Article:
Battling Bulimia: A Live Chat with Yeardley Smith (the voice of Lisa Simpson), and Kelly Brownell, PhD

One woman's struggle with bulimia -- and how she's learning to heal

WebMD Weight Loss Clinic - Live Events Transcript

You may know her as the voice of cartoon character Lisa Simpson, but Yeardley Smith is now giving voice to her own lifelong struggle with bulimia. She joined us, along with eating disorder expert, Kelly Brownell, PhD, Director of the Yale Center for Eating Disorders, to discuss the emotional and physical effects of bulimia.

The opinions expressed herein are the guests' alone and have not been reviewed by a WebMD physician. If you have questions about your health, you should consult your personal physician. This event is meant for informational purposes only.

Moderator: Welcome, everyone, thank you for joining us. Yeardley, how long have you been dealing with bulimia?

Smith: 24 years.

Moderator: How did it begin?

Smith: I started dieting when I was nine and by the age of 14, I was completely weight and body obsessed. A friend of mine told me that if you eat and vomit you won't gain any weight, when I was 14. I did not take to vomiting easily or quickly. But I was determined to be as thin as I could, and I never did really get very thin.

Moderator: Dr. Brownell, is that pretty typical?

Brownell: Yes. This is quite typical. People start off with a desire to be thin and can easily fall into the trap of restricting their eating, then overeating, and then throwing up, as a way of controlling their weight. This is not generally an effective weight-control method and of course brings many psychological consequences.

Smith: It was not a very effective way to control my weight. I was always normal weight to about 20 pounds overweight. And yet the obsession continued.

Member question: You've been dealing with this for 24 years? How has it affected your health?

Smith: I have thrown up blood. I have very sensitive teeth. But I am extremely lucky that I never had any gastrointestinal ailments.

Moderator: Dr. Brownell, what other physical problems can bulimia cause?

Brownell: The problems that Yeardley mentioned are quite common, and in some people the problems can be even more severe, with the most serious being electrolyte problems, which can lead to heart difficulties. This does not include the psychological torment, which can include preoccupation with eating and body image, often to the exclusion of anything else.

Smith: I have had periods of rapid heartbeat and nothing has shown up on EKGs, but it seems pretty fishy to me.

Member question: Was it easy to hide your purging from your family? Did they ever express concern?

Smith: Yes, it was easy; no, they never knew. One of the characteristics of my eating disorder has been secrecy and what I would call lying by omission. Not telling anyone that I was doing it and when asked if I was still doing it I would say, no, if it was true that I had not done it that day. I was dedicated to acting out my disease.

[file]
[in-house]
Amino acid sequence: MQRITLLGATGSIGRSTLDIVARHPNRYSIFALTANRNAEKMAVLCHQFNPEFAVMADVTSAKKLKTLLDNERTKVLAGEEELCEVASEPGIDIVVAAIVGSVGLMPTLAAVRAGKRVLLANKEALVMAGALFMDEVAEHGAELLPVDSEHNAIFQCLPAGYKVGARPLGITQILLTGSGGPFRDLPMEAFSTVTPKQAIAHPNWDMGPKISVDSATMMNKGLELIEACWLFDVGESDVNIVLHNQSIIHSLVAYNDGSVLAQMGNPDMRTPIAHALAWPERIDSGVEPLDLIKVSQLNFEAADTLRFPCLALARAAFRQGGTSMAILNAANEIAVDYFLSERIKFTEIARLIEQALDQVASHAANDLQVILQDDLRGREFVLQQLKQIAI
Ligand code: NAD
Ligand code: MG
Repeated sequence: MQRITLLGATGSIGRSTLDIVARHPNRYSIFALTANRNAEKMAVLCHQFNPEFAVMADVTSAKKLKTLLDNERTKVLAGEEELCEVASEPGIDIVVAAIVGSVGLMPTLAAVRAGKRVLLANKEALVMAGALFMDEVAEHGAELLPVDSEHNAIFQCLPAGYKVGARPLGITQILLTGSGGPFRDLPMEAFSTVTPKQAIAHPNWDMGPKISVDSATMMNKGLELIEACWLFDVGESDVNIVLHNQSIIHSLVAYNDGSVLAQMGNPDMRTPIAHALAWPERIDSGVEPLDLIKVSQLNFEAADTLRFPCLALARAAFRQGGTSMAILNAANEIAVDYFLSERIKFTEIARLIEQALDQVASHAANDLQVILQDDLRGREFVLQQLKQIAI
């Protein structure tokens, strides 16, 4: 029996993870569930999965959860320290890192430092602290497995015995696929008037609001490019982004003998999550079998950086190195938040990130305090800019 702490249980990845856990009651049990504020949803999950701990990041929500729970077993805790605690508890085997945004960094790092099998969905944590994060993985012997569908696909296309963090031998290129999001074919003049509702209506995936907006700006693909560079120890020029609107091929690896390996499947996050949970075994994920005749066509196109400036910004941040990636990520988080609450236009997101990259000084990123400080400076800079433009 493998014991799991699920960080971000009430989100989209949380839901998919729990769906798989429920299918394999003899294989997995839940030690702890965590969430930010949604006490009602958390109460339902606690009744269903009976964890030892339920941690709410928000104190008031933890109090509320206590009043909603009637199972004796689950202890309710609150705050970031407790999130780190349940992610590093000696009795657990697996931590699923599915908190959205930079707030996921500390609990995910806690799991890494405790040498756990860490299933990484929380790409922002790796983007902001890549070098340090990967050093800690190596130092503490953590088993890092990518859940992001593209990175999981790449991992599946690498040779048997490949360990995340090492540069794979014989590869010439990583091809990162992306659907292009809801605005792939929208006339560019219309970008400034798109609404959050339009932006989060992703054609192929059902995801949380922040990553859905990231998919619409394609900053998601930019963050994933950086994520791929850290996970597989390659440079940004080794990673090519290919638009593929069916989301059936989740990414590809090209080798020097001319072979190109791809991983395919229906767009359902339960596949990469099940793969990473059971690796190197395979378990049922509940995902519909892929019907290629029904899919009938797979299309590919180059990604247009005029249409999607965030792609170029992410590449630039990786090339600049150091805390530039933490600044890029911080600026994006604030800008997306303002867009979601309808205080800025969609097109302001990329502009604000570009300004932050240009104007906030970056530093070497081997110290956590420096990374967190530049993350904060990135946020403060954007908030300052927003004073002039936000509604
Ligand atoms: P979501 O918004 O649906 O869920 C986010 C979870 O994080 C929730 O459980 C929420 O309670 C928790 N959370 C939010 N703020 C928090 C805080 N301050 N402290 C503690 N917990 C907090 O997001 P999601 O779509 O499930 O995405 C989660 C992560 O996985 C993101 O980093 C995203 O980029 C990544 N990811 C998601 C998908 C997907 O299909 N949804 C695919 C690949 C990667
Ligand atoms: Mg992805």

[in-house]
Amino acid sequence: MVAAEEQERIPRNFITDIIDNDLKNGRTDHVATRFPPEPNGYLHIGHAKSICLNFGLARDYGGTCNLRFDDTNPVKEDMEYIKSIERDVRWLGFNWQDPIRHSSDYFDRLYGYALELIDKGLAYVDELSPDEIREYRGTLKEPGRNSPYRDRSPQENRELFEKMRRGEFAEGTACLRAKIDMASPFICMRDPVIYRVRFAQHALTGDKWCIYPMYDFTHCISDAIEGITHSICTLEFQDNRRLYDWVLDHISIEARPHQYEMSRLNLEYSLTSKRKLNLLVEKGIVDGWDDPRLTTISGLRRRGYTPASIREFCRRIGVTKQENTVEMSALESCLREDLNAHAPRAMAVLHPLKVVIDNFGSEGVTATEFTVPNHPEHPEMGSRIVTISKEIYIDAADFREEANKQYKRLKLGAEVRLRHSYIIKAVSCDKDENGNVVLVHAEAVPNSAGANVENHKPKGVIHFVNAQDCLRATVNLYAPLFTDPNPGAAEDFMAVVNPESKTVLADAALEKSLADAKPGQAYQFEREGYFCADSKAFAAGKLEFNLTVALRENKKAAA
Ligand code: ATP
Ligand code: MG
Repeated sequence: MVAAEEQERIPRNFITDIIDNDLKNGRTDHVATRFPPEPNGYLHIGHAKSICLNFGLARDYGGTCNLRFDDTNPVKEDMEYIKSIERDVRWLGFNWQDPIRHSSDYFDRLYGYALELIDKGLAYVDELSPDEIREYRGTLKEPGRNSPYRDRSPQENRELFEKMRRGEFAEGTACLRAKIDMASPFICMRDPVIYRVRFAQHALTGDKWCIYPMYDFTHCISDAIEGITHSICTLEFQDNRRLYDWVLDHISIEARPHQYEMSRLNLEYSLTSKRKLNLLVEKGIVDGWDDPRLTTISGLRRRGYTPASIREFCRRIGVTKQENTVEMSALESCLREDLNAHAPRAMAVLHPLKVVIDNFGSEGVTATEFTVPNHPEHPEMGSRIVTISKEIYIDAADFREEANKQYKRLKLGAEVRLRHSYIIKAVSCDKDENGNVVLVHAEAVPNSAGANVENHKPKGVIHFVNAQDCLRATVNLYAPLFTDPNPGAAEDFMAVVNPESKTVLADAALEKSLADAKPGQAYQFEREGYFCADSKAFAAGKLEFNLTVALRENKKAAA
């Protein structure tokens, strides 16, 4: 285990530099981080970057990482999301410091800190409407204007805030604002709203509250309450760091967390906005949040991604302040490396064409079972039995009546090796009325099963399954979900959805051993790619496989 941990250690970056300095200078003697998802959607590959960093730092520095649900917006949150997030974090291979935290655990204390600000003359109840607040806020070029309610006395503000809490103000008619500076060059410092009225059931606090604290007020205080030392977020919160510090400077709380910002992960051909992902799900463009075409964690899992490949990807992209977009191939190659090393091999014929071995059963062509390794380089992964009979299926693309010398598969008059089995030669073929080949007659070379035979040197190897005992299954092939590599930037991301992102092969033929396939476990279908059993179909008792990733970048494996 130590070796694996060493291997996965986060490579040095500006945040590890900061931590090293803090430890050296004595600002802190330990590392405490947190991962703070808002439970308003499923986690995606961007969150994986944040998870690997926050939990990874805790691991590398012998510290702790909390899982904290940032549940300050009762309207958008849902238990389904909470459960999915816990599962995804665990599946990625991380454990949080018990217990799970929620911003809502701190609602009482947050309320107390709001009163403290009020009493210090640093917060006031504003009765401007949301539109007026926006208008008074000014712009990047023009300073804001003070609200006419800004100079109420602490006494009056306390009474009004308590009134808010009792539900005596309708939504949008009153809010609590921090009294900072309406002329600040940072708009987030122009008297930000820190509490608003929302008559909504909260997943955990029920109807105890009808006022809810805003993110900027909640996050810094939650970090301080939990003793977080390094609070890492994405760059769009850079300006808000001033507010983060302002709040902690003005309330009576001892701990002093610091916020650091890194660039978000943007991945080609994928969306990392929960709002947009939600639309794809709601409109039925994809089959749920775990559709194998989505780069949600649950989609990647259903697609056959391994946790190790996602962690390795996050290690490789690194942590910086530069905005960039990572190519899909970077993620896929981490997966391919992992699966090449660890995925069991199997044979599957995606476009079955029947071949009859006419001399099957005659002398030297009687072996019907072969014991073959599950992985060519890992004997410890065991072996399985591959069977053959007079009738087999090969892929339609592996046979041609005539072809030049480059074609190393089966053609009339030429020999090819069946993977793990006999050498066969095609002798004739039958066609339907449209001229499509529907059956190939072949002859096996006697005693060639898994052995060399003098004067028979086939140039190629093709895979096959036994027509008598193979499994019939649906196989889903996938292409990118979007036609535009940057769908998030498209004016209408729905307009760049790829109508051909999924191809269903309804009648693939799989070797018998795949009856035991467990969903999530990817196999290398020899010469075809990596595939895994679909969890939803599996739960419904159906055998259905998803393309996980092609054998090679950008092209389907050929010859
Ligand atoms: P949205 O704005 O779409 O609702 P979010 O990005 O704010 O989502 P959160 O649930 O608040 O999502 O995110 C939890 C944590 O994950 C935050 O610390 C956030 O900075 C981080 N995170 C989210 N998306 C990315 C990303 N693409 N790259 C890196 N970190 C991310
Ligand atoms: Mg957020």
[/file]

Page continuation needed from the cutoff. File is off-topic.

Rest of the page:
Brownell: Secrecy is very common with people with bulimia, which in some cases allows the disease to go many years without detection. The good news is that there are quite effective treatments available and so if bulimics can come forward and ask for help, good help is there.

Moderator: Yeardley, why have you come forward?

Smith: I think I realized finally, after 24 years, that everything I had tried to stop was not working, and I needed to dedicate myself to my recovery. Though it was not actually my intention to come forward as a bulimic.

I wrote a show about my 20 years in show business as an actress and realized that part of that story was my being bulimic, and that that was a large coping mechanism for the throes of being an actress with some success and some disappointment and the whole animal that goes along with being in professional show business.

Member question: How about the people you work with every day on The Simpsons (my all-time favorite show)? Have they been supportive? Did any treat you differently when they found out about your bulimia?

Smith: Actually they have not seen my show because I've done it in New York, so few of my cast members know about my struggle. But I am sure that when, and if, they find out they will support me.

Moderator: How has your family reacted?

Smith: My family has been very compassionate and expressed their sadness that I have gone through this for more than half my life.

Member question: Do you feel that you've used bulimia as a way to manage stress?

Smith: Absolutely.

Moderator: Dr. Brownell, what are some of the reasons people begin throwing up?

Brownell: Yeardley hit on an important point, in that bulimia typically starts as a way to manage weight, but can transform into a means of managing mood. For some this might mean depression, for some stress, and for others it could be loneliness. The cycles of overeating and vomiting can get out of control easily, but in a funny way they become reinforced because they are a way to manage stress. Hence, treatment involves addressing not only weight issues, but also other issues central to a person's life.

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